clock menu more-arrow no yes

Filed under:

Good Result, Bad Performance and Ugly Match: Canada draws Panama

New, 10 comments

Neither team will be happy with a 0-0 draw in Panama in a match where there was a foul every couple of minutes. But the underlying theme is that Canada continues to trend in the right direction.

Justin Edmonds/Getty Images

Progress isn't supposed to be this ugly. Nobody who watched the Canada draw 0-0 with Panama would argue that it even resembled quality soccer, and neither side will come out of the match with even a bit of satisfaction with their performance. Any sort of coherent play ended up descending into a mass of fouls and incredibly poor touches.

In team's recent matches under Benito Floro where there has been visible improvement: the team is not only getting better results recently but have been visibly playing better. Tuesday's game would be the exception to the rule. Canada looked awful on the ball for the majority of the match. Even with a minuscule amount of possession, they did far more in the fall against Colombia than they did on this occasion.

It's somewhat refreshing, however, to think that a draw in Central America against a quality side is considered a disappointment for this current Canadian squad. Ultimately, this is the kind of result that will win Canada rounds in World Cup qualifying, pretty or not. For that, this result should be considered one that still indicates progress, even if it was forgettable.

There are a number of things that take even more shine out of an already unglamorous result. Panama was down to 10 men for the final 17 minutes of the match and Canada was unable to capitalize. Their only shot came from a Dwayne De Rosario freekick from well outside the box that hardly troubled the keeper whatsoever.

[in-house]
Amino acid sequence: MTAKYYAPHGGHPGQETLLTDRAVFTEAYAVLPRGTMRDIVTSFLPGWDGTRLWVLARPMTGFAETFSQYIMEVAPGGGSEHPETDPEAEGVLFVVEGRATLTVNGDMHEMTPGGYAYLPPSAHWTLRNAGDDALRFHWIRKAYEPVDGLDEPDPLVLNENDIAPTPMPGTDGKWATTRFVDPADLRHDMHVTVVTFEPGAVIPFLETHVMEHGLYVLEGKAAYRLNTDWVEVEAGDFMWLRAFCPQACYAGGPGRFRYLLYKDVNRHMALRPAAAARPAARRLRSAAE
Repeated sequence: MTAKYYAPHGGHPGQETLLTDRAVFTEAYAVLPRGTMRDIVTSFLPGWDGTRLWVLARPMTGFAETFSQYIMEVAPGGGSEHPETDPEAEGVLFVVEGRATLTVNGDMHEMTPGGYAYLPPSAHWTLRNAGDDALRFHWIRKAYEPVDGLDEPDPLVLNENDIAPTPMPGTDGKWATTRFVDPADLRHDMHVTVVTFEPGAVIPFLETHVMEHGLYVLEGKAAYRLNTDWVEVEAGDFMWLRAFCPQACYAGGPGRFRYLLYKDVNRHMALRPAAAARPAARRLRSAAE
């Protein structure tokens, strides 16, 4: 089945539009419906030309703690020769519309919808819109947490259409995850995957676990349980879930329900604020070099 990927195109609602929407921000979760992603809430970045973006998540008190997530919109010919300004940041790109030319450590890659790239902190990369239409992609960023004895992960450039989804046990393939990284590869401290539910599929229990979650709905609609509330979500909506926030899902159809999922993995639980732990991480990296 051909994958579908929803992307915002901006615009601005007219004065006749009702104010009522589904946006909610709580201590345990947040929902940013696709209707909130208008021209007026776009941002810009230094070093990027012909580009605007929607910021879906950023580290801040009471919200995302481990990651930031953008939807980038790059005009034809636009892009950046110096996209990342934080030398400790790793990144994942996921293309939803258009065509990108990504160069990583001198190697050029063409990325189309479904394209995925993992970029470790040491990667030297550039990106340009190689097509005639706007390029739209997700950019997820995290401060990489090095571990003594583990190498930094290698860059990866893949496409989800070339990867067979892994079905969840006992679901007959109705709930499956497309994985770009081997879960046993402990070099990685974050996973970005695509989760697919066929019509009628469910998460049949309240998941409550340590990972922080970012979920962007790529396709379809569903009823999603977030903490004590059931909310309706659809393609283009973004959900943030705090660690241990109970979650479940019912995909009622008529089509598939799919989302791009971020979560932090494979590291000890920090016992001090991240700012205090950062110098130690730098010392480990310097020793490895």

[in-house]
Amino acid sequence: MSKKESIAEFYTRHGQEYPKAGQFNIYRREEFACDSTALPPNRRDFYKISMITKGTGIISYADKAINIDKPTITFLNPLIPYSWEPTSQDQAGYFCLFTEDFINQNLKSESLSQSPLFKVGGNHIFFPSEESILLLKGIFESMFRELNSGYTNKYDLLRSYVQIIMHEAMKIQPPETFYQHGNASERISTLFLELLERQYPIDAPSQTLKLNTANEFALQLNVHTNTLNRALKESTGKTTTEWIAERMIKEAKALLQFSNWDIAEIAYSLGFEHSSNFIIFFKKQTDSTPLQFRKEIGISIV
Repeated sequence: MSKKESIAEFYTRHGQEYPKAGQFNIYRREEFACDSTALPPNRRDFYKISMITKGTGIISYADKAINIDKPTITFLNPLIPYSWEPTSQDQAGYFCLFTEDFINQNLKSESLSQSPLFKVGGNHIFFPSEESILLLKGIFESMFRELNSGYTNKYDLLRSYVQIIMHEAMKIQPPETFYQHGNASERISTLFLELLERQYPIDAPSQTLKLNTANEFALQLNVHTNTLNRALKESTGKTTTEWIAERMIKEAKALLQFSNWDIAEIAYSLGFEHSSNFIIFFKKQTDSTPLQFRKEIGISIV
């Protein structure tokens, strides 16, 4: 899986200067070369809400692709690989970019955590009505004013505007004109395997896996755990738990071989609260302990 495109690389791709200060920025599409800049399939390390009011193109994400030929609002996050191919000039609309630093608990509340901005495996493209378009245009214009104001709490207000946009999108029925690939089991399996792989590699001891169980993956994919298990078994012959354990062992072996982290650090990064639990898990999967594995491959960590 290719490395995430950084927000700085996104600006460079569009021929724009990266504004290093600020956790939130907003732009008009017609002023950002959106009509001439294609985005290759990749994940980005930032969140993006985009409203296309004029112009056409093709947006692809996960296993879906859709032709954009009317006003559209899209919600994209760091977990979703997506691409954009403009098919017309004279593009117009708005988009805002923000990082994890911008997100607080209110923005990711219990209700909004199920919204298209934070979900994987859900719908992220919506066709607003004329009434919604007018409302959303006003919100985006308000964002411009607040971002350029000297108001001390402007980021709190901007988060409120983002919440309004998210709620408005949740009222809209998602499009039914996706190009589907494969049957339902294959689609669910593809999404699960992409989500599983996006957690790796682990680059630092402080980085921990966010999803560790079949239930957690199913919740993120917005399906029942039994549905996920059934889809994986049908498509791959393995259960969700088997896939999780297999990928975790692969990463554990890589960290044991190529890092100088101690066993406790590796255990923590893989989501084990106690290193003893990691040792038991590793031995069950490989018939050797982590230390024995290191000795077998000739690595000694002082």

Then there were the fouls, 20 for Panama and 33 between both teams. That is a foul roughly every three minutes of action. No wonder this game never really got going. The referee was incredibly stingy with his cards on this occasion, it was a friendly and all. But in the future Canada likely would have had at least one player sent off, if not more.

There is something to be said, however, about the fact that Canada truly did force a lot of these fouls as the result of attacking intent. Issey Nakajima-Farran, for one, really caused Panama a lot of difficulty in the early going and it translated into several free kicks in dangerous areas. Sadly, Patrice Bernier was having real issues delivering quality balls from set pieces.

That delivery improved almost immediately when Russell Teibert was inserted into the match. If there is any positive on a player level to be taken out of this game it is Teibert, who provided pure energy and a lot of new ideas when he was subbed on. He and Jonathan Osorio combined fairly well to bring Canada the sort of possession and interplay that they had lacked throughout the first half.

A lot of this was down to a surprisingly poor performance from some of Canada's most consistent performers. Atiba Hutchinson hardly had his best game and looked injured and slow when the team needed his influence most late in the match. Julian De Guzman looks like being without a club is finally catching up with him as he may have lost his almost automatic starting spot if he cannot find regular games soon.

Another thing that really hurt Canada going forward actually came from the backline. Without Marcel De Jong, Canada's outside defenders were painfully poor at moving the ball forward with any attacking intent. Doneil Henry and Adam Straith should have switched positions almost immediately, as the latter showed clear attacking intent and beat defenders several times with moves that would have been well suited for the wings.

Otherwise, the team showed good structure throughout, something which has been a benchmark of Floro's era. Canada has always been difficult to break down when it is at its best over the years but to call what the team has been playing, Colombia game aside, bunkering, would be misplaced. They are always pressuring which generally keeps the opposition outside of the areas where they can do damage.

The passing also continues to be better and with more purpose. Longballs and cheap giveaways are becoming less and less a part of the Canadian game when they used to be at the forefront. This is the byproduct of a more technical midfield that Floro relies on, one that is comfortable on the ball and with the ball on the ground.

This game felt like a step backward into the familiar negative recent past for Canadian Soccer, it certainly won't help the FIFA ranking much. Instead, it was an ugly game with some displeasing attributes that masked a truly decent result and a couple of reoccurring positives.